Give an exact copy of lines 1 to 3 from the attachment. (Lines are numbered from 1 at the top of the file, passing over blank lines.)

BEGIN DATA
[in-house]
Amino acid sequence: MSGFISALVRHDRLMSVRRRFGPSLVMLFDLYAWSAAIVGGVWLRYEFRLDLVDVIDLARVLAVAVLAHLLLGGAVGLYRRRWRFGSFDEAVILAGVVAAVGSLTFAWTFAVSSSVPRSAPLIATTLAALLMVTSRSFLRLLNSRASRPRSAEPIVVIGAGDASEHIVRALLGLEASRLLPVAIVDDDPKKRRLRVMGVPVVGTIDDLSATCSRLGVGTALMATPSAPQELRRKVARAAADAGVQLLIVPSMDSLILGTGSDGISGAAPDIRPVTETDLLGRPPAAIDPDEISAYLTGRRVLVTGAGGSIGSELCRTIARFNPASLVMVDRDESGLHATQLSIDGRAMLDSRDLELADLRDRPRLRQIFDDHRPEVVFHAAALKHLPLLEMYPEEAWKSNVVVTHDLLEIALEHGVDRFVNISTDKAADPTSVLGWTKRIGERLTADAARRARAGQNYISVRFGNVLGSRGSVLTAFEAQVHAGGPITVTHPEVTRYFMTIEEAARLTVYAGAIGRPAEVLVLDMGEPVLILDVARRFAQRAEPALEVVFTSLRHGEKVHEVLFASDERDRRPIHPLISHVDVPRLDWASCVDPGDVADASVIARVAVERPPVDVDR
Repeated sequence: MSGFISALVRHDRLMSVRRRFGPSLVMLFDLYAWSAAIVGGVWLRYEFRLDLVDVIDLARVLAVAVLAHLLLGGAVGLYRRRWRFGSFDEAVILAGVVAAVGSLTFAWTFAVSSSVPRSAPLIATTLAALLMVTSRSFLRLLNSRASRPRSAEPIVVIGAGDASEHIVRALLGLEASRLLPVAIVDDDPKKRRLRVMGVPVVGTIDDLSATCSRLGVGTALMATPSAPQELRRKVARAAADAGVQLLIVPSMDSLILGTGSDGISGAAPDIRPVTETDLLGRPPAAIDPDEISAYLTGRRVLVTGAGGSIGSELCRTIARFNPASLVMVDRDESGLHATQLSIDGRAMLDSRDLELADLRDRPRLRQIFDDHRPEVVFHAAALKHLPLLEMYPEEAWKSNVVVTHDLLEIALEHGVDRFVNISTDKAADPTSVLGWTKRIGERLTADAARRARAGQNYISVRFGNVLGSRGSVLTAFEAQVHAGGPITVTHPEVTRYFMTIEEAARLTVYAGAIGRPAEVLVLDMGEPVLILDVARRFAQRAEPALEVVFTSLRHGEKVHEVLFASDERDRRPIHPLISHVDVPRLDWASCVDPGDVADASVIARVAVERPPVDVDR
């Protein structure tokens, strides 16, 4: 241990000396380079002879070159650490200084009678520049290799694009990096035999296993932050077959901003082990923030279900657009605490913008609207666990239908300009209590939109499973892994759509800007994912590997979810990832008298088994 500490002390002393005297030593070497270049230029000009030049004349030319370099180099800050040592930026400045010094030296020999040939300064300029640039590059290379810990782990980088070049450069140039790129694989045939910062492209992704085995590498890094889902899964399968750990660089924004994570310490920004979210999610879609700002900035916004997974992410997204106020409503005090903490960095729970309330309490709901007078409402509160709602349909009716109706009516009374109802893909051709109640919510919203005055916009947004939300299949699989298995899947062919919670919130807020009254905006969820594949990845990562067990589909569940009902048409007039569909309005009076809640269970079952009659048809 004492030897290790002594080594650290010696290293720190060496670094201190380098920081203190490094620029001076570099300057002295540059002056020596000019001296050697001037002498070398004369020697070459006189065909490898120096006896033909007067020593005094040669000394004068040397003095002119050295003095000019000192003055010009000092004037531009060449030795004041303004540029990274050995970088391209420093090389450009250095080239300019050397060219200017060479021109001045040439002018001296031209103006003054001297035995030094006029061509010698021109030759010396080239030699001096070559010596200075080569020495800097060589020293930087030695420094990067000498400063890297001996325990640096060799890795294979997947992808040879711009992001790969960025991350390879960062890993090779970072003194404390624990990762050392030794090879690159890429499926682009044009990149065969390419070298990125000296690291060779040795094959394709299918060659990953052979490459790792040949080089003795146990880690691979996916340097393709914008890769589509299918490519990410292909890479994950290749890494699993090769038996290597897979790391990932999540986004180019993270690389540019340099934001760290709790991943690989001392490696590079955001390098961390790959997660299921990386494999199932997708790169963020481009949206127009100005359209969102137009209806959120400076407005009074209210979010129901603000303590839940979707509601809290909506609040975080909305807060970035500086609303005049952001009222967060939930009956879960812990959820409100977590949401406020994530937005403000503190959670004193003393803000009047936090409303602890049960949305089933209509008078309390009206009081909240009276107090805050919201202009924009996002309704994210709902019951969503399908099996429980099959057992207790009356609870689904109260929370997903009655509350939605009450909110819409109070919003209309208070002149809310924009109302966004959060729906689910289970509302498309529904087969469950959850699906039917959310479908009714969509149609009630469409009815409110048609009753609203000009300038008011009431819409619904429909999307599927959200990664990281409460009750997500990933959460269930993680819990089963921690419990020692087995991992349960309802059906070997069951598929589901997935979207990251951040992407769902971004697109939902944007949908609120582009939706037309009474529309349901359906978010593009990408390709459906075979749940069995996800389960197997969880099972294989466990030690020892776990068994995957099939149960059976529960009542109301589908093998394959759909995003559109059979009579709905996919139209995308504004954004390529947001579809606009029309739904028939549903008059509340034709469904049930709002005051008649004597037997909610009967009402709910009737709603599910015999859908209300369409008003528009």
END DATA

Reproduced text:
[in-house]
Amino acid sequence: MSGFISALVRHDRLMSVRRRFGPSLVMLFDLYAWSAAIVGGVWLRYEFRLDLVDVIDLARVLAVAVLAHLLLGGAVGLYRRRWRFGSFDEAVILAGVVAAVGSLTFAWTFAVSSSVPRSAPLIATTLAALLMVTSRSFLRLLNSRASRPRSAEPIVVIGAGDASEHIVRALLGLEASRLLPVAIVDDDPKKRRLRVMGVPVVGTIDDLSATCSRLGVGTALMATPSAPQELRRKVARAAADAGVQLLIVPSMDSLILGTGSDGISGAAPDIRPVTETDLLGRPPAAIDPDEISAYLTGRRVLVTGAGGSIGSELCRTIARFNPASLVMVDRDESGLHATQLSIDGRAMLDSRDLELADLRDRPRLRQIFDDHRPEVVFHAAALKHLPLLEMYPEEAWKSNVVVTHDLLEIALEHGVDRFVNISTDKAADPTSVLGWTKRIGERLTADAARRARAGQNYISVRFGNVLGSRGSVLTAFEAQVHAGGPITVTHPEVTRYFMTIEEAARLTVYAGAIGRPAEVLVLDMGEPVLILDVARRFAQRAEPALEVVFTSLRHGEKVHEVLFASDERDRRPIHPLISHVDVPRLDWASCVDPGDVADASVIARVAVERPPVDVDR
Repeated sequence: MSGFISALVRHDRLMSVRRRFGPSLVMLFDLYAWSAAIVGGVWLRYEFRLDLVDVIDLARVLAVAVLAHLLLGGAVGLYRRRWRFGSFDEAVILAGVVAAVGSLTFAWTFAVSSSVPRSAPLIATTLAALLMVTSRSFLRLLNSRASRPRSAEPIVVIGAGDASEHIVRALLGLEASRLLPVAIVDDDPKKRRLRVMGVPVVGTIDDLSATCSRLGVGTALMATPSAPQELRRKVARAAADAGVQLLIVPSMDSLILGTGSDGISGAAPDIRPVTETDLLGRPPAAIDPDEISAYLTGRRVLVTGAGGSIGSELCRTIARFNPASLVMVDRDESGLHATQLSIDGRAMLDSRDLELADLRDRPRLRQIFDDHRPEVVFHAAALKHLPLLEMYPEEAWKSNVVVTHDLLEIALEHGVDRFVNISTDKAADPTSVLGWTKRIGERLTADAARRARAGQNYISVRFGNVLGSRGSVLTAFEAQVHAGGPITVTHPEVTRYFMTIEEAARLTVYAGAIGRPAEVLVLDMGEPVLILDVARRFAQRAEPALEVVFTSLRHGEKVHEVLFASDERDRRPIHPLISHVDVPRLDWASCVDPGDVADASVIARVAVERPPVDVDR